Short stories that I read in the first half of 2017
I find short stories are great to delve into now again for a change of pace. I know some people do not enjoy them as you don’t have a long time with the characters or in the world that is created, but I think that this can make it even more interesting. An author can do a lot of things in a short story that is not possible in a novel. I also enjoy writing short stories, so reading them hopefully helps me to improve my ability to write them!
‘Aokigahara’ by Jennifer Down
I read this story for a take home exam for my creative writing subject. It is amazing. It follows a young woman who travels to Japan under life altering circumstances. It is hard to summarise without giving the plot away, so all I can say is you must read this. There is so much meaning within it, and I am so thankful that I read it in an assessment situation that meant I had to tear it apart and look at it deeply. I recommend you read it at least twice, and look up anything that you are not familiar with so as to reveal more behind this haunting, beautiful and captivating story. I give it 5/5 stars.
‘Black Box’ by Jennifer Egan
This story is about a spy who is undercover to gather information for her country. It includes the personal side of spy life, which is not always covered. It is an interesting concept conveyed in a unique way. I did find the plot quite tedious and a little unoriginal at times, though there are some tense spots that kept me reading. This story was originally published through a series of tweets over a number of days on Twitter. I give it 2/5 stars.
Readers often forget that Ronald Dahl wrote adult fiction alongside the children’s fiction he is well known for. I decided I wanted read some of this, so started with this short story. It is about an English World War II pilot whose plane crashes. It is well written and interesting, and has a good pace and sense of intrigue to it. It inspired the movies 36 Hours and Breaking Point. I recommend giving this a read, and give it 3/5 stars.
The Short Stories – ‘The Signalman’, ‘Mr Testator’s Visitation’, ‘The Bagman’s Story’, ‘Christmas Ghosts’ by Charles Dickens
I read these four short stories by Charles Dickens as part of a collection from Audible. I did not enjoy them. Maybe I missed something, but I didn’t get anything from these and I felt like a novice could have written them, not a respected author. I know saying that is probably akin to blasphemy, but although I was disappointed by these, I am keen to read more Dickens! I won’t go into detail about what they are about. Basically they are ghost stories, but I just did not find them very mysterious, scary or interesting! Sorry Dickens fans! I give them 2/5 stars.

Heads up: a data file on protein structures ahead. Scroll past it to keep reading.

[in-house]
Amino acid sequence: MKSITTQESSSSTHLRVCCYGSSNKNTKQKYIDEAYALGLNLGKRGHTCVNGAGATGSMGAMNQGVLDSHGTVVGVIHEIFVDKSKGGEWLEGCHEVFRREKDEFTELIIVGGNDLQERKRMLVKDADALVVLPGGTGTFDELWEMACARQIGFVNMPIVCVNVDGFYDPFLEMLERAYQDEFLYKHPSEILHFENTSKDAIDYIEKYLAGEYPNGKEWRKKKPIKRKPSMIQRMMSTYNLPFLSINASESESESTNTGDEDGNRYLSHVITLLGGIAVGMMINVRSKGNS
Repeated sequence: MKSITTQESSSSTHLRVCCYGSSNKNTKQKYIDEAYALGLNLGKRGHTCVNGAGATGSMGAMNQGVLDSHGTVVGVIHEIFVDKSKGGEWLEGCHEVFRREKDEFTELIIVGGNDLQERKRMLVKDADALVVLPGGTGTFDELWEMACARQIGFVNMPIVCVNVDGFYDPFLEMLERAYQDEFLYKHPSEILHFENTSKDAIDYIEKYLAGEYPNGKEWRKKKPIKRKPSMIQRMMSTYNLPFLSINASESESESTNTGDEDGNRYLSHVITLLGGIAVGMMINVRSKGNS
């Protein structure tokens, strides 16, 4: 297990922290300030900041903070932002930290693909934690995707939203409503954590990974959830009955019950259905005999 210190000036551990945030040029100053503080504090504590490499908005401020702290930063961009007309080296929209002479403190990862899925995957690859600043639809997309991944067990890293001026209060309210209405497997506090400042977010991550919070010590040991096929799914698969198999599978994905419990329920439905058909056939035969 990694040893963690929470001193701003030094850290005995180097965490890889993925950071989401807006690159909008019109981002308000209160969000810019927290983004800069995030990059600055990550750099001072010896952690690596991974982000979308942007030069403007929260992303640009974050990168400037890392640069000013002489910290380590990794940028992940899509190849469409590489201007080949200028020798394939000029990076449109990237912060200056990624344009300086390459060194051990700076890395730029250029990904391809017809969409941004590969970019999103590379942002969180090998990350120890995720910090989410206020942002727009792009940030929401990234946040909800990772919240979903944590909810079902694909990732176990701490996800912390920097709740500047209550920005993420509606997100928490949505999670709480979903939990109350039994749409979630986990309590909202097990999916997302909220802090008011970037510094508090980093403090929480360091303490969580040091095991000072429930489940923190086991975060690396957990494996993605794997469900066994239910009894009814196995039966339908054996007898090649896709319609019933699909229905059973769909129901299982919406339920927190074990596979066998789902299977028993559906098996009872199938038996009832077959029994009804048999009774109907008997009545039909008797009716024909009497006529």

‘Mile 81’ by Stephen King
I have not read any of Stephen King’s work yet as I have not been too interested in reading horror or thriller, but I thought it was about time to give it a go! So I started with one of his short story collections, The Bazaar of Bad Dreams, and this was the first story. It is about a young boy who tries to prove himself to be one of the cool ‘big kids’, and goes off exploring. At the same time, something creepy and mysterious is happening at a deserted petrol station.
I had such high expectations for this book, but was a little disappointed by this beginning. It seemed a bit of a simple story for a master such as King. That being said though, it is an effectively unsettling story that has kept popping up in my mind in real life situations, making my skin crawl a little!! I do recommend it, and although it initially lessened my enthusiasm for the collection, I am now looking forward to dipping in again and reading another. I give it 3/5 stars.
‘Hills Like White Elephants’ by Ernest Hemingway
On the first read, I did not get this at all, and thought it was boring! When reviewing it in my creative writing class, I was blown away by the intricacies that I had overlooked! It is amazingly detailed with hidden meaning. The slow paced story centres around a conversation that takes place in a cafe in Spain that is not as simple as it may seem. It is an interesting take on a controversial topic, and is well written. If you like stories that make you think, this is for you. I give it 4/5 stars.
I love short stories, though it seems I have been quite harsh with some of these! Perhaps I had unrealistic expectations because they were written by some of the Greats. However, they were enjoyable. I particularly recommend ‘Aokigahara’ by Jennifer Down. Please let me know below in the comments if you have read any of these, or if you plan to! Do you enjoy short stories? Are there any you recommend?